Sei sulla pagina 1di 3

IInntteerrccoomm PPrroojjeecctt AAsssseemmbbllyy IInnssttrruuccttiioonnss

Modified circuit diagram Modified populated circuit board
Modified circuit diagram
Modified populated circuit board

The basic amplifier project is supplied by Rapid Electronics Ltd., Severalls Lane, Colchester, Essex CO4 5JS www.rapidonline.com Tel: 01206 751166. This circuit has been modified in a number of ways, so please use these instructions rather than the project notes on the Rapid Electronics site.

Tools Needed:- Small Pozidrive screwdriver, soldering iron and stand, solder, edge cutter, small pliers, thin scalpel.

The Build:-

The board is straight-forward to populate, but note the following:-

1. the chip holder and chip are the right way round, as marked on the PCB, and the legs of the chip don’t get bent up when fitting it.

2. the polarity for the electrolytic capacitors and LED is critical (longer wire is +); fit the insulation to the long LED wire before soldering just the tips of the wires so it can be bent to reach the front panel.

3. the 10K-Ohm resistor connects to the middle switch solder point, but must be bridged to the top one.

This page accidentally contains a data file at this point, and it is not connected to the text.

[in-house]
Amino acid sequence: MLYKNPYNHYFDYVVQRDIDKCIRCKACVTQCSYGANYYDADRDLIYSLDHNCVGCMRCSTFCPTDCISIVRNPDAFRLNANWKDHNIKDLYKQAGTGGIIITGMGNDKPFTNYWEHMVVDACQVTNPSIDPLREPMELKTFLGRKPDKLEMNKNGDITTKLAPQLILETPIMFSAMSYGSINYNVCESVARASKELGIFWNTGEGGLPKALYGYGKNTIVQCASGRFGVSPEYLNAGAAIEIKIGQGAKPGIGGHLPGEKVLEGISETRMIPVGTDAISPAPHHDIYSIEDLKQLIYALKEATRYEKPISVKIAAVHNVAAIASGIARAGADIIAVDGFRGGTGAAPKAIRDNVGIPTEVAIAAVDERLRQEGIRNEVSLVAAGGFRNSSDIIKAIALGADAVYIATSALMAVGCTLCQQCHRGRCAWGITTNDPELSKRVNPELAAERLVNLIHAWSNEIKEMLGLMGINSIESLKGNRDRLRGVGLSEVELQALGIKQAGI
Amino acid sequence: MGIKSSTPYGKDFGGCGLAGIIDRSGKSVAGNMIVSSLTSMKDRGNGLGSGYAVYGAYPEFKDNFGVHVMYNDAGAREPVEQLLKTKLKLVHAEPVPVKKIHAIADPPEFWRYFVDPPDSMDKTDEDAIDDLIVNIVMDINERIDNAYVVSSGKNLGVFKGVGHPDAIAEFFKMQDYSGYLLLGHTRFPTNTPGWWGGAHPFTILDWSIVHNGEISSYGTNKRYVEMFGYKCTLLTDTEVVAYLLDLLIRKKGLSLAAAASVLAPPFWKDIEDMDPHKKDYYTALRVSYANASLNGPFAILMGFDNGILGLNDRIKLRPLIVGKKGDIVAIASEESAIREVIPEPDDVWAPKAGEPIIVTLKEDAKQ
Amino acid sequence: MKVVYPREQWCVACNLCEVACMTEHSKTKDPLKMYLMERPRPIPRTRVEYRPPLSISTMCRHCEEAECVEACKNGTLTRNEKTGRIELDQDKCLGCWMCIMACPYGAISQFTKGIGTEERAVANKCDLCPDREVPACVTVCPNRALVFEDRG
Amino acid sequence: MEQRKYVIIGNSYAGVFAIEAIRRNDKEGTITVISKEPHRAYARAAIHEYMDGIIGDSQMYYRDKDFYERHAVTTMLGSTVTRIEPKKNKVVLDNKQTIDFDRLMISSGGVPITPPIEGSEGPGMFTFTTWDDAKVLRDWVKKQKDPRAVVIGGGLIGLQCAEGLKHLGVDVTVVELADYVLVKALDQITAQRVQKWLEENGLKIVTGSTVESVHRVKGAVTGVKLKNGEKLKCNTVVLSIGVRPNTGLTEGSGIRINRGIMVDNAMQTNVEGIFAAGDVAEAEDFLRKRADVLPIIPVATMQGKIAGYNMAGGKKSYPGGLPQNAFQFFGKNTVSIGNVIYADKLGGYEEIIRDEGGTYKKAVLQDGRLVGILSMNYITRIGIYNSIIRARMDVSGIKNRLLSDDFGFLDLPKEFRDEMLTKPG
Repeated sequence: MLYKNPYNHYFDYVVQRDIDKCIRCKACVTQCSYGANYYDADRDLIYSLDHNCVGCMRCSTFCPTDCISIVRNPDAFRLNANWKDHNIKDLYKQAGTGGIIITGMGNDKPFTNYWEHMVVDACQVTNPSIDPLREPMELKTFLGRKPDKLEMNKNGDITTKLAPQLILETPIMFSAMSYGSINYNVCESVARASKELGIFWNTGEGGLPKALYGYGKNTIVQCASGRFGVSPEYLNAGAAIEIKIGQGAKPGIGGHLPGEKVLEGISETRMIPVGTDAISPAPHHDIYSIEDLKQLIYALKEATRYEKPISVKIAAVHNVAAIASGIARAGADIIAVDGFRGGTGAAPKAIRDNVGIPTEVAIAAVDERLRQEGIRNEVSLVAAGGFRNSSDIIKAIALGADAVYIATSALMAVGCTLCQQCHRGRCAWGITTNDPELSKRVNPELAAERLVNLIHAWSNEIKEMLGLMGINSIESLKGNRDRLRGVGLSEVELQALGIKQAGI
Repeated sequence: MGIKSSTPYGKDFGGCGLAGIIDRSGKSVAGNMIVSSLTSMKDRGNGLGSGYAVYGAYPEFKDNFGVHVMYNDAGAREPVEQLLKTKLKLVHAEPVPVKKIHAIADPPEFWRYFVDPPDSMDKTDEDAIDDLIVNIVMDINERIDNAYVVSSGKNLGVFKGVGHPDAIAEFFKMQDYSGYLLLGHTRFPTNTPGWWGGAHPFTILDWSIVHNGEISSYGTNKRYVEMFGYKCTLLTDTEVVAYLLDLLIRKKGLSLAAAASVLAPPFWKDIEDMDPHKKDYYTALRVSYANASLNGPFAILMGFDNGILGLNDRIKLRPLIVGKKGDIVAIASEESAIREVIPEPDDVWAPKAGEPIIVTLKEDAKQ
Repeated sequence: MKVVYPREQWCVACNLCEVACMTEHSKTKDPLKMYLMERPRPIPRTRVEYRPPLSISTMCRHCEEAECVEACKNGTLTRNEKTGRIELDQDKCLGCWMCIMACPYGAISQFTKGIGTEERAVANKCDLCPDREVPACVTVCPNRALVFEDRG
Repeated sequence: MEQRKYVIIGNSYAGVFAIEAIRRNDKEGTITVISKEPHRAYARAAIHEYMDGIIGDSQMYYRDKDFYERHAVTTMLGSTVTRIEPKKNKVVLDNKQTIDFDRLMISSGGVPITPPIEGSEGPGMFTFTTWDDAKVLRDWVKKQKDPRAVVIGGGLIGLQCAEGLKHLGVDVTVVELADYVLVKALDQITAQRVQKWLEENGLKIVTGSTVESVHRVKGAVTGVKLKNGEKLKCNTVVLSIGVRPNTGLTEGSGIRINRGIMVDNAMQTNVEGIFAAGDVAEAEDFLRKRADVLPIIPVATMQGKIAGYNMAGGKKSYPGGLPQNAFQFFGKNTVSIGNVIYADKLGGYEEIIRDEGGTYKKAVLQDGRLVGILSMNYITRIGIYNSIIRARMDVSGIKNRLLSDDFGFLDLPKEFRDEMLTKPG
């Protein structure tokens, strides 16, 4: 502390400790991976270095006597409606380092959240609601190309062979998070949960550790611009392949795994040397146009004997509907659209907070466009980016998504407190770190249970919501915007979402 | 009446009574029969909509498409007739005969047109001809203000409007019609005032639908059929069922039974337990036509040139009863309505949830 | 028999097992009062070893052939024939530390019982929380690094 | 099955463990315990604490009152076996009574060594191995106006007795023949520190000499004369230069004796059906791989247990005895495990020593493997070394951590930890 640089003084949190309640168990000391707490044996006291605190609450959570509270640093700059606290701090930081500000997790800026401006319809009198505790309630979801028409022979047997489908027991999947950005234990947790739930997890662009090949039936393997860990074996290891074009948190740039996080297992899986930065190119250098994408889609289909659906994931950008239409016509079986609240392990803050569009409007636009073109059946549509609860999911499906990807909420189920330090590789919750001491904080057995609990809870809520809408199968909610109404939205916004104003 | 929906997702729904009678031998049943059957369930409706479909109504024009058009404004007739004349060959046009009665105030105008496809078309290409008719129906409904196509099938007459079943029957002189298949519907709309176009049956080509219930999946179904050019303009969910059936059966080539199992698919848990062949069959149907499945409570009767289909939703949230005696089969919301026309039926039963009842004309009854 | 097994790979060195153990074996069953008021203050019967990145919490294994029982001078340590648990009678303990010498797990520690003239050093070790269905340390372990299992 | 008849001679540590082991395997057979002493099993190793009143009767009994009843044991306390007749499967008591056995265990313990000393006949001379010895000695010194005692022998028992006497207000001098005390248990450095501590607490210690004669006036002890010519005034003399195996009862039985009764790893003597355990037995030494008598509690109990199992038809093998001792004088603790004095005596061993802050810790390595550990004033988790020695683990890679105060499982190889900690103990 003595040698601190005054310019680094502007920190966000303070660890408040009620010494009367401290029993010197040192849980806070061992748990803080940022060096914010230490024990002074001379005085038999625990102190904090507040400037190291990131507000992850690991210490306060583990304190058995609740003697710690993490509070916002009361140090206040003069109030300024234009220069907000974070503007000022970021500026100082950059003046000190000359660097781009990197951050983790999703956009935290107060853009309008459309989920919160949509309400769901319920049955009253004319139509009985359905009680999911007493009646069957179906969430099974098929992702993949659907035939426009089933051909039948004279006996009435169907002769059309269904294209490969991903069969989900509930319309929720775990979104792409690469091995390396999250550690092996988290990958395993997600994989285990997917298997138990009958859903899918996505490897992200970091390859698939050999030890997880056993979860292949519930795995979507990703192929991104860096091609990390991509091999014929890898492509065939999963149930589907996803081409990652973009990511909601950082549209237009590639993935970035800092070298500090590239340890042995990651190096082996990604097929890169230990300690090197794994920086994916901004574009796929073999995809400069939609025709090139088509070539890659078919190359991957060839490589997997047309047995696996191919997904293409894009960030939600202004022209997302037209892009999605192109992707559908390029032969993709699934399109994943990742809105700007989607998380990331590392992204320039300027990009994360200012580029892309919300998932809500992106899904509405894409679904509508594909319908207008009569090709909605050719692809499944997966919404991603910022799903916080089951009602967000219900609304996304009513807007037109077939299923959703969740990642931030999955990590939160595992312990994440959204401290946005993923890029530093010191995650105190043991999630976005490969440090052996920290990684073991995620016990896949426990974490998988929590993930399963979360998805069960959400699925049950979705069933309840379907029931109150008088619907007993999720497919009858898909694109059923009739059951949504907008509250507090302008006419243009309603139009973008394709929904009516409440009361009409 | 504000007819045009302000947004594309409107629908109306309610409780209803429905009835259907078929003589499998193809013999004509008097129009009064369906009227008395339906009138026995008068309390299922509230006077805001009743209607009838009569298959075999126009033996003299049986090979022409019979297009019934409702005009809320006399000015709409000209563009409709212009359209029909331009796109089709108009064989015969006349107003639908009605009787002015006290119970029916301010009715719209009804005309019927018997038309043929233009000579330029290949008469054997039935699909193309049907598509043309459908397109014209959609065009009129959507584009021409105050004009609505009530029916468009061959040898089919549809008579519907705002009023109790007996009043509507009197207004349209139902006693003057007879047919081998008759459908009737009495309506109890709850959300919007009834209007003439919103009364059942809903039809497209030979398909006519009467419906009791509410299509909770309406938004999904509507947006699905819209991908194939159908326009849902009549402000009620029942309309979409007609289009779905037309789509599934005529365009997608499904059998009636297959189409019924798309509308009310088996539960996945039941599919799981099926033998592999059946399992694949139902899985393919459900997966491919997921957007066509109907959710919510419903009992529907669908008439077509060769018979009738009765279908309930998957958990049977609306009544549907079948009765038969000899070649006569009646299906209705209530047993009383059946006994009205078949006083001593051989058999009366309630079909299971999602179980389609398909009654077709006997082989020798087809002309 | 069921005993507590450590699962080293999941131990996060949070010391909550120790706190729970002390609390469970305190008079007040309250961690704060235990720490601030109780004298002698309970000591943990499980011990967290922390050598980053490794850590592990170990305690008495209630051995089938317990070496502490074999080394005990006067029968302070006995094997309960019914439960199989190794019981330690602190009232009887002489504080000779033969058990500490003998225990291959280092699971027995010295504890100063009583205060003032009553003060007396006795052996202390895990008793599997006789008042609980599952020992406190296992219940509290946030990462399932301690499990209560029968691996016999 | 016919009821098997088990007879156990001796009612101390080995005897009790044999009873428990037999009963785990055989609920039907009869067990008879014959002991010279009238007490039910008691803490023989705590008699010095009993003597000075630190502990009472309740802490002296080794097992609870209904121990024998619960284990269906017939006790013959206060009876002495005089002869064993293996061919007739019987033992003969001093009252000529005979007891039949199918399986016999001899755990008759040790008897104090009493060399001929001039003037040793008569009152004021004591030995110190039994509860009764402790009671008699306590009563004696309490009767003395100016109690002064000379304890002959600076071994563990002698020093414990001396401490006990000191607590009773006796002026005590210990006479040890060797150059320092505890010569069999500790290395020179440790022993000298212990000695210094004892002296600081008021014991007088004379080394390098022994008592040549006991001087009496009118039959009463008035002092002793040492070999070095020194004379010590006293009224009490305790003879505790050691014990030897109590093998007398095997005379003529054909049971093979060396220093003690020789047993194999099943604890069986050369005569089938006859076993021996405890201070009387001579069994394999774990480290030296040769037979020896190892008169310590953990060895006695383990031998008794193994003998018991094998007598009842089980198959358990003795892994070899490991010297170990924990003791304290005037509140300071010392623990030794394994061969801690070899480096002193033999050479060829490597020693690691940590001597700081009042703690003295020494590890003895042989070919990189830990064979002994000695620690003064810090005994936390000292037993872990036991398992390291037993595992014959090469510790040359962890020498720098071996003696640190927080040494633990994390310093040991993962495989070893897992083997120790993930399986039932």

4. cut 15cm of wire from the main length, for the PTT switch and the headphones socket; join the two rear headphone socket connections as shown, to drive both earpieces.

Fitting in the Casing:-

The ABS box is supplied ready drilled, with the PTT hole 7mm dia, and the mike and phone holes 6.5mm.

5. The board is mounted on the lid with 5mm spacers between; the mike socket is central to the case end, and the board must reach the outside of the inner lip of the lid (see diagram). The mike hole may need opening out slightly if not quite aligned, or the cover fitted with the board mounting screws slightly loose to allow the mike socket some leeway to fit properly, then tightened carefully.

6. Put the end of the 10-metre wire through the hole in the case rear and peel back 15cm of the outer insulation; knot the insulation around the cable inside the box to stop it being pulled out. With 4-core cable, join them in pairs (same colours for both intercoms is safest!) to maintain the signal strength. If using a phone extension to allow extra units to be linked, 2 extra units with male phone connectors can be connected using a 3-way phone adaptor, but DO NOT CONNECT TO A PHONE SYSTEM !

7. Stick the battery holder on the lid with double-sided tape, and the labels on the outside of the case.

Components:-

1 TBA 820M + 8-pin dil socket

1 47 nF polyester capacitor C5

1 printed circuit board or project board

1 red 3mm or 5mm LED

1 0.1 uF (brown suitcase-shape) R2 (mod)

2 csk M3 x 12mm screws, nuts and locking washer

1 10K resistor (brown, black, orange) R1 (mod)

1 150 pF ceramic capacitor (151) C2

1 4.7K resistor (yellow, violet, red) R3

1 PP3 battery snap (connector)

1 ABS box, 100 x 75 x 40mm

2 470R resistors (yellow, violet, brown) R4, R6

1 PP3 battery holder and double-sided tape

2 5mm high x 3mm bore spacers

1 1R (brown, black, gold) R5

1 PP3 battery

10m 2-core speaker wire, or phone extension

2 330uF electrolytic capacitors C3, C6

1 PCB 3.5mm stereo jack socket

25mm of insulating sleeve for LED Labels as supplied.

1

1 10uF electrolytic capacitor C1